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When the European Union launched its mass vaccination campaign, non-member Bosnia struggled along with most other Balkan nations to get supplies. By late spring, however, hundreds of thousands of doses started pouring into the country.

But after an initial rush of people clamoring to get jabbed, demand for shots quickly slowed. It is now down to a trickle even though Bosnia has Europe’s highest coronavirus mortality rate at 4.5%, according to Johns Hopkins University data.

Dr. Edin Drljevic, an infectious disease specialist at one of Bosnia’s largest hospitals, in Sarajevo, thinks the disconnect is partly a result of authorities failing to properly promote vaccination against COVID-19.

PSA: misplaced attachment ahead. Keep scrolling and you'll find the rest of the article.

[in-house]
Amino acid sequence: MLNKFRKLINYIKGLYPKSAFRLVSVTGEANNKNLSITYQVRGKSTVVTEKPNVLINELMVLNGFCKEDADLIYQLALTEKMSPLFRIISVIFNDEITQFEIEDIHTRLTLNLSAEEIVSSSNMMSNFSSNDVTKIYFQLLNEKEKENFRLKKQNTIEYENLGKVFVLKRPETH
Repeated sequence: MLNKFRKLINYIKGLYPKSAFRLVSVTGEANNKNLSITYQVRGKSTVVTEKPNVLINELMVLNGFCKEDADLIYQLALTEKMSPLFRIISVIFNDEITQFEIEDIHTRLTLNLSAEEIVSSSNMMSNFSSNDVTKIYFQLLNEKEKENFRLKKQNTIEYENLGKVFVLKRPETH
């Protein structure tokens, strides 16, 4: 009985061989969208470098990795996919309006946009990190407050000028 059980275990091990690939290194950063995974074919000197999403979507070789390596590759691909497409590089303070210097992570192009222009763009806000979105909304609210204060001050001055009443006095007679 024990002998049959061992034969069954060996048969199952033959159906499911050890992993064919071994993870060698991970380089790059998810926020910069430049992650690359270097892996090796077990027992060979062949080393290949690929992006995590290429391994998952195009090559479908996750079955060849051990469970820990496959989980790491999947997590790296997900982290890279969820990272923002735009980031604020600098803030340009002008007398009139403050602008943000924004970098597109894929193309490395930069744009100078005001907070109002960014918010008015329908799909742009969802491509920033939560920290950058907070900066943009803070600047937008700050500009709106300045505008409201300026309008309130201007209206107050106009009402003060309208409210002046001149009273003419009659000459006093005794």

“At first, we only had negative publicity because of the failure to secure vaccines, but once the vaccines finally started arriving, mainly through donations, people became picky,” he said.

So far, just under 13% of Bosnia’s 3.3 million people have been fully vaccinated, among the lowest shares in Europe. Even people willing to get inoculated are putting off shots so they can choose the vaccine they want instead of receiving whichever one is available.

Bosnia currently administers the Pfizer-BioNTech, Sputnik V, Sinopharm and AstraZeneca vaccines. AstraZeneca’s product, while the most widely available, appears to enjoy the least trust because of extensive news coverage when numerous European countries temporary suspended its use due to concerns about possible, rare side effects.

“The bottom line is, people are poorly informed and lack up-to-date knowledge,” Drljevic said.
With so few takers, over 50,000 AstraZeneca vaccine doses have already expired; an additional 350,000 doses are set to expire in October



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